This masterpiece was written way back in 1988, by Stephen Hawking, who is widely regarded as the most brilliant theoretical physicist since Einstein, and holds Newton’s chair as the Lucasian Professor of Mathematics at Cambridge. For a book like this to be written way back in ’88, is indeed astounding as the “theoretical” concepts Hawking talks about here seem way further than what was fairly known at that time. This is known to be the best single book on astrophysics for the common reader, as Hawking tries (rather successfully) to explain to audiences the possible answers to the most curious questions we all have about the universe. Questions like how the universe began and what made its start possible; whether the universe is unending; how space and time work in parallel or otherwise; and what will happen when it all ends.
This is Hawking’s first book for the non-specialist, and holds many rewards for the lay audience, which practically refers to us all. The book provides a glimpse into the workings of his mind and delves into rather lucid revelations on the frontiers of physics, astronomy and cosmology. This is also a book about God, or perhaps the absence of a God. As Hawking embarks on a quest to answer Einstein’s famous question on whether God had any choice in creating the universe, he is attempting, as he explicitly states, to understand the mind of God. And this makes all the more unexpected the conclusion of the effort, at least so far: a universe with no edge in space, no beginning or end in time, and nothing for a Creator to do.
I have had this book since I was around 13 years old and I tried to read it back then and understood almost nothing hehe (hey, give me a break, not a lot of kids that age would have!) What it did though, was spark a rather deep interest I had on how I saw the universe to be back then. It was also quite an experience to have tried to read this book 4 years after, then another 4 years after, and then try to do it again this year. To think that Hawking tried to write this for us non-specialists speaks largely of how great he is. The 3rd time I tried to read it, I understood more and more about the concepts he spoke of, as the modern world has caught up with how diverse and broad the universe actually is, compared to ’88. Honestly, I still don’t understand a lot of the concepts written in the book, but I have discovered quite a lot more about what the universe is.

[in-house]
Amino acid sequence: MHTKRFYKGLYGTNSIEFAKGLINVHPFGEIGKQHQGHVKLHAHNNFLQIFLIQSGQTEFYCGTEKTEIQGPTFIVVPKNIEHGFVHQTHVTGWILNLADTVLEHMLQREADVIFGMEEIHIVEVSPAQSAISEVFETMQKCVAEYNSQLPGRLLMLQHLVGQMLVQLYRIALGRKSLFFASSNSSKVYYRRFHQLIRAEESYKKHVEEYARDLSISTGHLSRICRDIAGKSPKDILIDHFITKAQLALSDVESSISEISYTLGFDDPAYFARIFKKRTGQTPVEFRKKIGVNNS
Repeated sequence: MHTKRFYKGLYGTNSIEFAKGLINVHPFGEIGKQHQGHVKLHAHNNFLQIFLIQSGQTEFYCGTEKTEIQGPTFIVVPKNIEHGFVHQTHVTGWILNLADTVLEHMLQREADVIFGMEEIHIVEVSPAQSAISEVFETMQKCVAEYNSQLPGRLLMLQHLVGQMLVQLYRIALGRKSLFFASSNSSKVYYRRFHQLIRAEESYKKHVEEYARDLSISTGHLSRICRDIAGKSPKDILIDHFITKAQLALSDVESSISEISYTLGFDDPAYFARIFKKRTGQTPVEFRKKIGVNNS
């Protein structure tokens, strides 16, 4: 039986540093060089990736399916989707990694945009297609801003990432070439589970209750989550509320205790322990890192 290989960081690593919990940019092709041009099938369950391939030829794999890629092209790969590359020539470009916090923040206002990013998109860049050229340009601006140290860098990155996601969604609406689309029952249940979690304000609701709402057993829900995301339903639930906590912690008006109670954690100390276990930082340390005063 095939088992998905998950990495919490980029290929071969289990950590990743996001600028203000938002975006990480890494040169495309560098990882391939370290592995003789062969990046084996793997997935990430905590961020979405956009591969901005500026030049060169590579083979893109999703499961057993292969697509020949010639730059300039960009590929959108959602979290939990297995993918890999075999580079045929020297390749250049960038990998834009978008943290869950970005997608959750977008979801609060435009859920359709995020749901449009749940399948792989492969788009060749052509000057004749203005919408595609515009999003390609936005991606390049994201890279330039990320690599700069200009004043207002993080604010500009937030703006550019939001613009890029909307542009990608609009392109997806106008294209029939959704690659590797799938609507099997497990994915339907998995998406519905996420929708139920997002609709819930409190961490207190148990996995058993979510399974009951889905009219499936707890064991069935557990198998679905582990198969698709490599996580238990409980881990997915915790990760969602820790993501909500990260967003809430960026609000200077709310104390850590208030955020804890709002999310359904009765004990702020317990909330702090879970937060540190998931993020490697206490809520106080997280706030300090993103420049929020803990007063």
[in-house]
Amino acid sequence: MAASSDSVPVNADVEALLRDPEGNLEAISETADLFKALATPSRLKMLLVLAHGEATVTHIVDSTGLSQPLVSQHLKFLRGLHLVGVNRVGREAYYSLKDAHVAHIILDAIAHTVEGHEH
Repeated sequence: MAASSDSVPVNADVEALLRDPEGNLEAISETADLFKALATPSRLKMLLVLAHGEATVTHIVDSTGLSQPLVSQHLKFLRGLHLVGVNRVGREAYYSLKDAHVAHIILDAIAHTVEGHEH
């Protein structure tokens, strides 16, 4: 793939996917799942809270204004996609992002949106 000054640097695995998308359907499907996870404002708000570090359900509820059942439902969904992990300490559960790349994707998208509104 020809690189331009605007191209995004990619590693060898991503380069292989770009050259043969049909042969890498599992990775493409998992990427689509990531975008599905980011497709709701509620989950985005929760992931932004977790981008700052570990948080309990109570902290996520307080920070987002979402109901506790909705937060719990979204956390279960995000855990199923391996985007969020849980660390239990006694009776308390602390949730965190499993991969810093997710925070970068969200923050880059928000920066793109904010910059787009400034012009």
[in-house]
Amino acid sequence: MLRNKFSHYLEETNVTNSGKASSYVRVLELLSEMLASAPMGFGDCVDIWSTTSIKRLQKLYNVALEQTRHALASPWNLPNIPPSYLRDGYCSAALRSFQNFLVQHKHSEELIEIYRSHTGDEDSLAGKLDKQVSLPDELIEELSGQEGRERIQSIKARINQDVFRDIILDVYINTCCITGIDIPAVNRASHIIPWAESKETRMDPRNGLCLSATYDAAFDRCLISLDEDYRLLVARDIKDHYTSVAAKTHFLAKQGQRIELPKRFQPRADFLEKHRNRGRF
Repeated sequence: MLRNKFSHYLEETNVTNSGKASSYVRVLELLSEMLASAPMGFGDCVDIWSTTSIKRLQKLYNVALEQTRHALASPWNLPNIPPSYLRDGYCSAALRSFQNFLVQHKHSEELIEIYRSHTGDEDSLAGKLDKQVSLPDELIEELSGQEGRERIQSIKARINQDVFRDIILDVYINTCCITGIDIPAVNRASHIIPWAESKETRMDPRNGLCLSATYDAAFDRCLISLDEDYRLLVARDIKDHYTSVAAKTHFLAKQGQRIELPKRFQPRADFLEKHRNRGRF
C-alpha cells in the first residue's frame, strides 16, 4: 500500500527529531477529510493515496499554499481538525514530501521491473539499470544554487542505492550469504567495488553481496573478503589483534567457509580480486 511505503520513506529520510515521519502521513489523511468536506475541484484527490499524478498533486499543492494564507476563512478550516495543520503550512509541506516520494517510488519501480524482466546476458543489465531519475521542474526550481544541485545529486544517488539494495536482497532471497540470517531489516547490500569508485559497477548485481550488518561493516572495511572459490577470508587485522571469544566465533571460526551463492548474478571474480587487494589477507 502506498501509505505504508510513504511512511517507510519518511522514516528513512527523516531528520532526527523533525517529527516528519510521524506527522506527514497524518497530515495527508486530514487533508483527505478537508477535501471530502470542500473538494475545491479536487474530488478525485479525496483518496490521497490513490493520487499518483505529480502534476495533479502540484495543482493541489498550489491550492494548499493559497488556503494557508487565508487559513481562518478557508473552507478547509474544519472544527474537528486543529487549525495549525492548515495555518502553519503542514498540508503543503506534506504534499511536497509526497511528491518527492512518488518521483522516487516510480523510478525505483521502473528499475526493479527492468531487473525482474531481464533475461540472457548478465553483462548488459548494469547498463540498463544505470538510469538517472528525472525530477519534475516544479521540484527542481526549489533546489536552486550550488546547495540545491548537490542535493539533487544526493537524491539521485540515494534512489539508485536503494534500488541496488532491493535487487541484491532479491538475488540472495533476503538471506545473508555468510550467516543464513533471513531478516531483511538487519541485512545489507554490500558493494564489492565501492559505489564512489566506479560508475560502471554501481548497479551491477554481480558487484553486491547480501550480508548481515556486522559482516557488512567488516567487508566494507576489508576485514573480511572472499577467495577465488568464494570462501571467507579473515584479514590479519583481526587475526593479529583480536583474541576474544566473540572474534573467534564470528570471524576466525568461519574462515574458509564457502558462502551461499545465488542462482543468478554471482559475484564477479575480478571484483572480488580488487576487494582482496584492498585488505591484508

There are very interesting topics in the book, such as curving space and time, Hawking’s concept of the expanding universe, which is really very interesting, black holes, and the fate of the universe. In terms of the expanding universe, for example, the book talks about a “rubberband theory.” Just like a rubber band, the universe will expand only up to a certain point, and when it can’t expand anymore, it will snap. So the theory here is that our universe will only expand up to a certain point and then it will collapse back on itself and create another Big Bang, and then the universe would start all over again.
That was the first time I have ever heard of such a concept, and just thinking of that possibility challenges you to think whether it is possible or not, with what your aptitude of what the universe is at this point in time. As I said earlier, when I read this around 15 years ago, I didn’t quite get the concept of what an expanding universe was because at that time, all I knew was that there were 9 planets, separated into Terrestrial and Jovian. See, I was a smart kid already back then, I’m sure a lot of you don’t know what Terrestrial and Jovian planets are haha! Look it up!
Currently, most of us know that there are thousands of galaxies out there, thus the concept of an expanding universe is more clearly understood! This book is great for that reason. Whether you’re 14 years old, or whether you’re 30, it speaks to you based on where you are at. Your understanding of the book is somehow dependent on how much you know about the universe right now, and if you know NOTHING about the universe, well… it’s time for you to be a little more curious because it is indeed interesting to know these little things.
So if you haven’t heard of this book, please go out and get it. I assure you that it will be a very rewarding experience to try to understand even just a few of these theories and concepts. Hawking came out with a book after this one called “A Briefer History of Time,” that expands on the original concepts with topics like quantum theory, relativity, and curved space. The book brings us all up-to-date with the latest scientific observations and guides non-scientists everywhere in the on-going search for tantalizing secrets at the heart of space and time.